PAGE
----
Geriatric Care Management Clinical Issues provides an introduction and overview of the geriatric care management role in the context of interdisciplinary care. Building on the content in the prerequisite courses, Geriatric Care Management Clinical Issues presents the domains of care management: professionalism, comprehensive assessment, cooperation, coordination, and interdisciplinary collaboration, managing care for the end-of-life, comprehensive assessment of the client, family and support systems, and establishing, implementing monitoring, evaluating and documenting the plan of care. The content is explored from several perspectives, including the student's own discipline, the discipline of other students in the course, and in the context of family and culture. The course is prepares professionals for the responsibility of managing the care of older adults. Care management is defined as a collaborative, client-centered service that links clients (defined as the individual client and family/support system) with health care and psychosocial services to insure timely, coordinated access to medically appropriate levels of health and support services. It also insures continuity of care.

Key activities include:

  • comprehensive assessment of client needs and personal support systems
  • development of creative, comprehensive, and individualized service plans
  • coordination of services required to implement the client monitoring to assess the efficacy, quality, and cost effectiveness of the plan
  • Periodic re-evaluation and adaptation of plan as necessary

Case management also includes advocacy, risk assessment, eligibility assistance, coordination and referral, follow-up and tracking, and documentation. Topics and domains in this course include: Principles and Processes Underlying Care Management, Building Collaboration: Clients and Peers, Assessment and Disease Management, Health and Wellness with Disease and Chronic Conditions, Client Shared Planning and Outcomes Evaluation.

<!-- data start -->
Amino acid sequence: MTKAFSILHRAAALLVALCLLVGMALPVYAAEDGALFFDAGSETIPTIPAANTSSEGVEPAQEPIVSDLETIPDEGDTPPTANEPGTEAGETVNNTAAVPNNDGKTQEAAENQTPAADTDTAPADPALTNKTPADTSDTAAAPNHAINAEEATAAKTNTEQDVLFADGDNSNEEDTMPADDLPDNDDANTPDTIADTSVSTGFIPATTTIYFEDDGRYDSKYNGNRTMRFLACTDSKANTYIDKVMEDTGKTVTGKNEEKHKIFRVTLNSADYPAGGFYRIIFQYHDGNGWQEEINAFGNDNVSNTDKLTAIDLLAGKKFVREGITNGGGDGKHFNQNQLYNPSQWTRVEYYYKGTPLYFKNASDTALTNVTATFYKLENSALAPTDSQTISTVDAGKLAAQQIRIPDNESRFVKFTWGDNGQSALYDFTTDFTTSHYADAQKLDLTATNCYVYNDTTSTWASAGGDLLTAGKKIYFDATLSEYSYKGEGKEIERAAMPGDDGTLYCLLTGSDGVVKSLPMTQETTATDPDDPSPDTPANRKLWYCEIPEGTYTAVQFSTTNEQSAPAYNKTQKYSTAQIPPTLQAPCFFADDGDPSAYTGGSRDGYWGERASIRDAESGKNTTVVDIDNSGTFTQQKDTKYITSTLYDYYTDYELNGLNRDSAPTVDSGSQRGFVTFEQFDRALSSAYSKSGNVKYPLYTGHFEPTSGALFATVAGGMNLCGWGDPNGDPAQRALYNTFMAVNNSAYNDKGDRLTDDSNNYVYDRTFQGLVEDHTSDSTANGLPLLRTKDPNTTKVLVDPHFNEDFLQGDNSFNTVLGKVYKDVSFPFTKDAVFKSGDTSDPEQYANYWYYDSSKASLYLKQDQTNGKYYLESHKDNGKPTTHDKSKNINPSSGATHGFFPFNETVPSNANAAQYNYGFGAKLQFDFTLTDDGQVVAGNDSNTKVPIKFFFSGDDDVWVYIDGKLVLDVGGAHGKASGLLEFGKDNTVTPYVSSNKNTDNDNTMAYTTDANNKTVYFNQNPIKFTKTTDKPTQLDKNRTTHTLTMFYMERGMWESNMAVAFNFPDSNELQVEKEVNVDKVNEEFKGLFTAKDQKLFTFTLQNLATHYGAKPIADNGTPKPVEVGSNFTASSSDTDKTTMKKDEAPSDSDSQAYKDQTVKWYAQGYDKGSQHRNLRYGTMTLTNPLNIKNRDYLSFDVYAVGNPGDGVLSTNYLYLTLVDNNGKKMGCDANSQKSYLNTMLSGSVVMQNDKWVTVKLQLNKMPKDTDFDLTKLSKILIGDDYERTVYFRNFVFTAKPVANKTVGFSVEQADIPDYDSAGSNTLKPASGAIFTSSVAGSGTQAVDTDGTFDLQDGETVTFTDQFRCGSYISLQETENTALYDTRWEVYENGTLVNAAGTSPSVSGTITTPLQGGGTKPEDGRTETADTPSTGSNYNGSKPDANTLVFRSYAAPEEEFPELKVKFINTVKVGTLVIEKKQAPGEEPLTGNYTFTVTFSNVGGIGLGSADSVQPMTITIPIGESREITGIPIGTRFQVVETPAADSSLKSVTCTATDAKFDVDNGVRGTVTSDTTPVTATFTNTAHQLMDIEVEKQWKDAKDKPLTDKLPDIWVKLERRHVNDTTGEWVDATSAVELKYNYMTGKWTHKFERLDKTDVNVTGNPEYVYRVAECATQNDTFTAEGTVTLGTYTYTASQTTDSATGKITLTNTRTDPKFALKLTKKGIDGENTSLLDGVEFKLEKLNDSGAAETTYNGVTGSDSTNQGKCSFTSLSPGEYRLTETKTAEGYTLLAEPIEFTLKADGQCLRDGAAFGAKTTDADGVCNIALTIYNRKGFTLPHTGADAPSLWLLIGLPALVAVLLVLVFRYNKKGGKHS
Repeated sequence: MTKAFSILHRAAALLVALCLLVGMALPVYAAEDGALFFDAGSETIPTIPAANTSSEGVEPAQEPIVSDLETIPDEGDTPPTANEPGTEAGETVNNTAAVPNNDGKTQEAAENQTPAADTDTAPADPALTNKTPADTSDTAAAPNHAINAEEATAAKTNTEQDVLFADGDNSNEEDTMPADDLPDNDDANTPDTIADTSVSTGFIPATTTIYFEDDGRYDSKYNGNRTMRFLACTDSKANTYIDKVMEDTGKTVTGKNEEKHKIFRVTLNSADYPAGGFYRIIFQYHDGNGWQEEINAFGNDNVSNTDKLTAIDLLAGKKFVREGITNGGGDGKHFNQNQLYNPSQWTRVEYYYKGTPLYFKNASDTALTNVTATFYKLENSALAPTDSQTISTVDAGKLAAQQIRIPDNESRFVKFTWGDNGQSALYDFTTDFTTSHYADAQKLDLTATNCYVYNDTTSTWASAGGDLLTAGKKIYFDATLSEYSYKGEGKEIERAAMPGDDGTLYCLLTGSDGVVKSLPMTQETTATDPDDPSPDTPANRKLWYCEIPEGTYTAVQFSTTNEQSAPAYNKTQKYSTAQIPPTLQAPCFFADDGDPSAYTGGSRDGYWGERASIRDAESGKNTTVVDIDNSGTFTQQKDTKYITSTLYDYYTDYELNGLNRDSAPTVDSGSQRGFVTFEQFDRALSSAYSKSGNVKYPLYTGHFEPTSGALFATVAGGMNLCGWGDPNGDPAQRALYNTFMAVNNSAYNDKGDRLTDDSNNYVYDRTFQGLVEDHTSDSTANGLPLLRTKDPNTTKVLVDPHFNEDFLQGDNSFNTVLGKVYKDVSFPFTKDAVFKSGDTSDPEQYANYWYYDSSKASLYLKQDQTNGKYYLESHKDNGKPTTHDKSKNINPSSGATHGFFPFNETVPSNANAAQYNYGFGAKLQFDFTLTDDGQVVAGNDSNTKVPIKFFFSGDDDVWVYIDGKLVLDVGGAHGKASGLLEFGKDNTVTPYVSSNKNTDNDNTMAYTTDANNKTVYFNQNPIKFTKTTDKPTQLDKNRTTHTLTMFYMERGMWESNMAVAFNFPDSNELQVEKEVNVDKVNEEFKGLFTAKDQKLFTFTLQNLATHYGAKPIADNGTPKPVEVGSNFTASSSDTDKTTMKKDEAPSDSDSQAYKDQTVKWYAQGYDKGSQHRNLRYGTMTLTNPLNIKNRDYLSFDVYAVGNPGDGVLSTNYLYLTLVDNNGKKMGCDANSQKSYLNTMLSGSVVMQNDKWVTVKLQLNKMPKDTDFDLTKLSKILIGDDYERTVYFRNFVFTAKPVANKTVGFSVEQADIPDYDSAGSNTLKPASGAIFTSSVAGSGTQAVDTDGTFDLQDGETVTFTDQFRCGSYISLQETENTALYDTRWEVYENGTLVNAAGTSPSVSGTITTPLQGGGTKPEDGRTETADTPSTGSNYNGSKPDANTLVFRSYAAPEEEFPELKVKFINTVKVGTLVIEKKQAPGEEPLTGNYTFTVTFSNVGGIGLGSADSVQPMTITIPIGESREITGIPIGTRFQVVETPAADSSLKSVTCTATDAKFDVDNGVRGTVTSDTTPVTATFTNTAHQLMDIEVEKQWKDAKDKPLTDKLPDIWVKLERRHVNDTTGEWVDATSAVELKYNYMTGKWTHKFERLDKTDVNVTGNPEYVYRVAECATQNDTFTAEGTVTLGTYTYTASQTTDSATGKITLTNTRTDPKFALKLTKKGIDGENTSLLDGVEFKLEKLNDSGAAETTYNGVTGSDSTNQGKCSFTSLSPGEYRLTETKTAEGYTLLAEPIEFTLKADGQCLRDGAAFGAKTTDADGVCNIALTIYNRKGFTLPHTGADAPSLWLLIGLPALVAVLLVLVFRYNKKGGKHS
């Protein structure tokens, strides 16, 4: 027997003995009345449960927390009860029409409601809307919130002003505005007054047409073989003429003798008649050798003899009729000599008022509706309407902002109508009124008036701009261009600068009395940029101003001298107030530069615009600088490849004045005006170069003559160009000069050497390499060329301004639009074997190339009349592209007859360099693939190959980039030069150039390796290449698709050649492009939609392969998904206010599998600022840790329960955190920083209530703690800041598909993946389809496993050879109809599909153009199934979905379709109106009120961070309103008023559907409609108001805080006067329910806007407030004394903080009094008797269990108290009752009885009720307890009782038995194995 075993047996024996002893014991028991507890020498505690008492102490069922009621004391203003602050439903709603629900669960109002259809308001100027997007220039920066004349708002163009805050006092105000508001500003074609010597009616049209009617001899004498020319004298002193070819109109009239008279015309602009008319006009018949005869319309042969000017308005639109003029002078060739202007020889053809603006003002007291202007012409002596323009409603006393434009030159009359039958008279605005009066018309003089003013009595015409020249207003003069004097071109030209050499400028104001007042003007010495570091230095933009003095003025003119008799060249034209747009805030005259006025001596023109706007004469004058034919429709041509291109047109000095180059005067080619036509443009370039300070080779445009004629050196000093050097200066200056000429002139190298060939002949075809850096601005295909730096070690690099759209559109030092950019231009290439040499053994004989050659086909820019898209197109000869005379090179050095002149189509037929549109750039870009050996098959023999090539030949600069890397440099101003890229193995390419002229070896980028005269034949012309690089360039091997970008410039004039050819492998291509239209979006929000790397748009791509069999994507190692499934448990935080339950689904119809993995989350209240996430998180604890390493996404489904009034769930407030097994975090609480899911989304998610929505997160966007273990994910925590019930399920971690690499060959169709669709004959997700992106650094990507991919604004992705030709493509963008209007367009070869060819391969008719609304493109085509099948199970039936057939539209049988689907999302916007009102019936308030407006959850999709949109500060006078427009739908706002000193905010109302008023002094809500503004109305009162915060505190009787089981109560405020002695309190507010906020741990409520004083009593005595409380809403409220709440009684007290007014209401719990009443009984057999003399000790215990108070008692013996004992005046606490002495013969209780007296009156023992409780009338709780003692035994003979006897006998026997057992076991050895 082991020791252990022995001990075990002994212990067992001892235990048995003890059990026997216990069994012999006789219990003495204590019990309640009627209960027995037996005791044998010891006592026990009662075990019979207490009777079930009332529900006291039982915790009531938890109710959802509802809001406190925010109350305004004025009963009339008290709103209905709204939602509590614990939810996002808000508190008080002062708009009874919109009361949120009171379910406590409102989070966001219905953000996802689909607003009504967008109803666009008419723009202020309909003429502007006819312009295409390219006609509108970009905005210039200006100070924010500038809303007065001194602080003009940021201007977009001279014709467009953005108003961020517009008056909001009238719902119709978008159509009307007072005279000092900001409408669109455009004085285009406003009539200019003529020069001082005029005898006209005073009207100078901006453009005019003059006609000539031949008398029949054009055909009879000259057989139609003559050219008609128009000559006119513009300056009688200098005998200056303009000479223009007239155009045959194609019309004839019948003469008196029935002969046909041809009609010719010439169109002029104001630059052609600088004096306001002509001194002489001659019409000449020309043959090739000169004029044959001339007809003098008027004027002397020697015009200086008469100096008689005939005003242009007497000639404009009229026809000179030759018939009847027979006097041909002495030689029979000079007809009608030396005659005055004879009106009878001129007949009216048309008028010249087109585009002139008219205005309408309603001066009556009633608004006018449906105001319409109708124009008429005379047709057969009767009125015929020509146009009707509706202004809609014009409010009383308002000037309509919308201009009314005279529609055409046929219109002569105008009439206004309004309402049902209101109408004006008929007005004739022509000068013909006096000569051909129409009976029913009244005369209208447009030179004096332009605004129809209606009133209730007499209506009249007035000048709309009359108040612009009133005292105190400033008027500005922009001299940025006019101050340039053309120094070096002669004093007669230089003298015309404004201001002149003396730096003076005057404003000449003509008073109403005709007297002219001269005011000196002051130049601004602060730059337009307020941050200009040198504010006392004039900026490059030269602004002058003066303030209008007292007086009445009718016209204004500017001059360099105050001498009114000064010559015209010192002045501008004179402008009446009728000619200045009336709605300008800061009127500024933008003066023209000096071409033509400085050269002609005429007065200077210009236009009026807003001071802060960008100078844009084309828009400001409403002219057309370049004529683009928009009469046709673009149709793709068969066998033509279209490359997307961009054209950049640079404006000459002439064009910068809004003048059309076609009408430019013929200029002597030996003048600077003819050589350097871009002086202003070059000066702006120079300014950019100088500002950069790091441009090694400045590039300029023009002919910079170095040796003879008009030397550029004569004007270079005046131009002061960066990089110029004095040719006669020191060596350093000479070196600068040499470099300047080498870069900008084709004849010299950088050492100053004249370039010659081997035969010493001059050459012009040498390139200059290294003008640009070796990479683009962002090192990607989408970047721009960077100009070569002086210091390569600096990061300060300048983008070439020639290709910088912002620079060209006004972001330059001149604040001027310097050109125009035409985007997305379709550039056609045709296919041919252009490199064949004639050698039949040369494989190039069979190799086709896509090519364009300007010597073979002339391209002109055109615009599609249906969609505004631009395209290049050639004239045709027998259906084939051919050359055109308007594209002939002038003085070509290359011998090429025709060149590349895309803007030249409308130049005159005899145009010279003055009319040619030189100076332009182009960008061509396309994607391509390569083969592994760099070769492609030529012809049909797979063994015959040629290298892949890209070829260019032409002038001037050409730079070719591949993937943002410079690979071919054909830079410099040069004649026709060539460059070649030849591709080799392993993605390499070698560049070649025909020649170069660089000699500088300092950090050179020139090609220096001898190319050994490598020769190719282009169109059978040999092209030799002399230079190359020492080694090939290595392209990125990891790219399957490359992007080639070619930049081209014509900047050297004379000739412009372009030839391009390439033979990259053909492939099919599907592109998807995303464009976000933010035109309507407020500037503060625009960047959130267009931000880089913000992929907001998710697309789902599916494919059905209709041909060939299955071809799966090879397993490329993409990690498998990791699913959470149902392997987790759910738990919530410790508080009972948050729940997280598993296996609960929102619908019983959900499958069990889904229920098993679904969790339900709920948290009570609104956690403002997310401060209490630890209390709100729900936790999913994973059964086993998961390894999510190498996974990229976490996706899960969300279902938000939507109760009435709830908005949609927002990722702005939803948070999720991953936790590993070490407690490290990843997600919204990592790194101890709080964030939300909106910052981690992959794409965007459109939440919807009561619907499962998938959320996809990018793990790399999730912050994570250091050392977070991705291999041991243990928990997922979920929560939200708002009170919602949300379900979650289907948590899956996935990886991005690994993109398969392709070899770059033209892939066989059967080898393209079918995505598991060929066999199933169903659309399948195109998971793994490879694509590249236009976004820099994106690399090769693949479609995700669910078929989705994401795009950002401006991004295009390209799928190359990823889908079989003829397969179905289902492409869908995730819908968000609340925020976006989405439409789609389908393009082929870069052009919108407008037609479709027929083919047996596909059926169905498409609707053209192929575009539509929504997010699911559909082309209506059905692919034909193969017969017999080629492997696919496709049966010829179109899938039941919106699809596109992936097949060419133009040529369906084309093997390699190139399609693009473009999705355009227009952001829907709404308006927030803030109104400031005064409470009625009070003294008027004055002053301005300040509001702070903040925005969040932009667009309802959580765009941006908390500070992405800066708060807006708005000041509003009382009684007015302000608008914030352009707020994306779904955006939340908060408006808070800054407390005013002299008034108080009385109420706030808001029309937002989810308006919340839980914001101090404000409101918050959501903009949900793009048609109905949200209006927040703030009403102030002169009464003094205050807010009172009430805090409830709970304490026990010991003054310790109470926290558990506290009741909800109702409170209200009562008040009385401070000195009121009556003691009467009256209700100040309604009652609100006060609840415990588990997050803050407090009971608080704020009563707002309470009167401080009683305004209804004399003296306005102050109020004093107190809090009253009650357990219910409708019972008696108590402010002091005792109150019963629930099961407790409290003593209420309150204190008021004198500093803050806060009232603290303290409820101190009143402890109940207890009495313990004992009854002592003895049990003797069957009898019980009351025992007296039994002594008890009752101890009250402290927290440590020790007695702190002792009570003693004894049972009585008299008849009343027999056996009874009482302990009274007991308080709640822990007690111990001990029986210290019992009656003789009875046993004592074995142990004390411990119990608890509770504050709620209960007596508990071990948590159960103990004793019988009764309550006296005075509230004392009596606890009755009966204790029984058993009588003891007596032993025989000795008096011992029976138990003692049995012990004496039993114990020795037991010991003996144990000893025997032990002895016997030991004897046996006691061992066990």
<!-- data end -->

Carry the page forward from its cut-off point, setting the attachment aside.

PEPEC 392: Caregiving and Aging Families

The course addresses issues facing caregivers, including the impact caregiving has on the way caregivers are viewed by professionals and peers and how the caregiving role impacts other areas of their lives. Research findings, written materials depicting caregiving experiences, off-site visits and texts based on professional experiences with caregiving are used to provide practical information about dealing with caregiving issues and aging family members. Students, caregivers, professionals, family members, and friends are equipped with information to provide quality care for elderly people while taking care of their own needs for rest and support.

Course Objectives:

  • Understand the changing demographics and lifestyles that make taking care of older family members an experience that most of us have or will have in our future.
  • Describe the physiological, psychological, and social changes of aging that are common to all older adults as well as common health problems and conditions experienced by the elderly that impact longevity, quality of life, and the kind and amount of care needed and the impact on caregivers.
  • Recognize the process of caregiving: who and what it entails
  • Identify ways in which family caregivers can take care of themselves and remain healthy.
  • Distinguish services provided for caregivers and the older family members by the formal support network, and community-based programs and projects.
  • Mentor with a caregiver and perform a caregiver assessment to determine the needed resources and services, and how to access those resources; develop a written plan to present to the caregiver based on the information from mentoring and assessment process.

Program Cost - Noncredit tuition for the full micro-certificate is $1750.

Tuition for individual classes is as follows:
PEPEC 322: Caregiving and Aging Families $875
PEPEC 539: Geriatric Care Management Clinical Issues $875

Tuition is due at the beginning of each course offering a pay-as-you-go option. Textbooks are additional costs. Tuition listed above is for the 2017-2018 academic year and subject to change without advance notice.

  • Online courses may have an additional $60 per class fee.
  • Financial aid is not available for this noncredit certificate. Students are encouraged to inquire with their employers to determine if tuition assistance is available.
  • Tax credits and deductions may be available for higher education expenses.